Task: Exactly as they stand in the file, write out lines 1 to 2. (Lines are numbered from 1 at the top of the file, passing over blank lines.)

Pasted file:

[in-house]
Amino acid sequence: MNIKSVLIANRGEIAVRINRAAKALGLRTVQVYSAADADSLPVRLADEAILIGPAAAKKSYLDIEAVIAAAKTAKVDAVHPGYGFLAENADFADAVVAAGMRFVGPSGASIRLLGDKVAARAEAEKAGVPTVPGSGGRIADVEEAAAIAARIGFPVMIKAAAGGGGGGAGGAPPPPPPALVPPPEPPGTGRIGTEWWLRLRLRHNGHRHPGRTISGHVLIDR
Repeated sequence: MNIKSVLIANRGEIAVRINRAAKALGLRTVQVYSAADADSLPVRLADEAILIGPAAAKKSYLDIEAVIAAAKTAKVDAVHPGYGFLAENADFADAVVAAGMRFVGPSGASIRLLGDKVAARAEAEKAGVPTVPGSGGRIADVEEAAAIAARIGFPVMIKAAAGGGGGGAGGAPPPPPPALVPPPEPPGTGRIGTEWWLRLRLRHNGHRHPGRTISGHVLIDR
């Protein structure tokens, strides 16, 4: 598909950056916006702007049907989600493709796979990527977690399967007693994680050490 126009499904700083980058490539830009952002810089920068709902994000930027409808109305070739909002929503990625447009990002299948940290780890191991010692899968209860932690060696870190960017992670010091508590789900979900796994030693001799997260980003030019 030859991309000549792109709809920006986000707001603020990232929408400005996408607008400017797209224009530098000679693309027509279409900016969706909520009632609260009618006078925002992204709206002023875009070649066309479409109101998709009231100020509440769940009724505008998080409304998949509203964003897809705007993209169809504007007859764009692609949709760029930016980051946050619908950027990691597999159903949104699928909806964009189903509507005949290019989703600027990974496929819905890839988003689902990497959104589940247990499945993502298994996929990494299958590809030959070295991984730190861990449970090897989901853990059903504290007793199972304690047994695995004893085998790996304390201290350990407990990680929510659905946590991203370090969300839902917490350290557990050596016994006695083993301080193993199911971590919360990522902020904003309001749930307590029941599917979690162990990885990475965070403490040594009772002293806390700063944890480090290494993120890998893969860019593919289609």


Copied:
[in-house]
Amino acid sequence: MNIKSVLIANRGEIAVRINRAAKALGLRTVQVYSAADADSLPVRLADEAILIGPAAAKKSYLDIEAVIAAAKTAKVDAVHPGYGFLAENADFADAVVAAGMRFVGPSGASIRLLGDKVAARAEAEKAGVPTVPGSGGRIADVEEAAAIAARIGFPVMIKAAAGGGGGGAGGAPPPPPPALVPPPEPPGTGRIGTEWWLRLRLRHNGHRHPGRTISGHVLIDR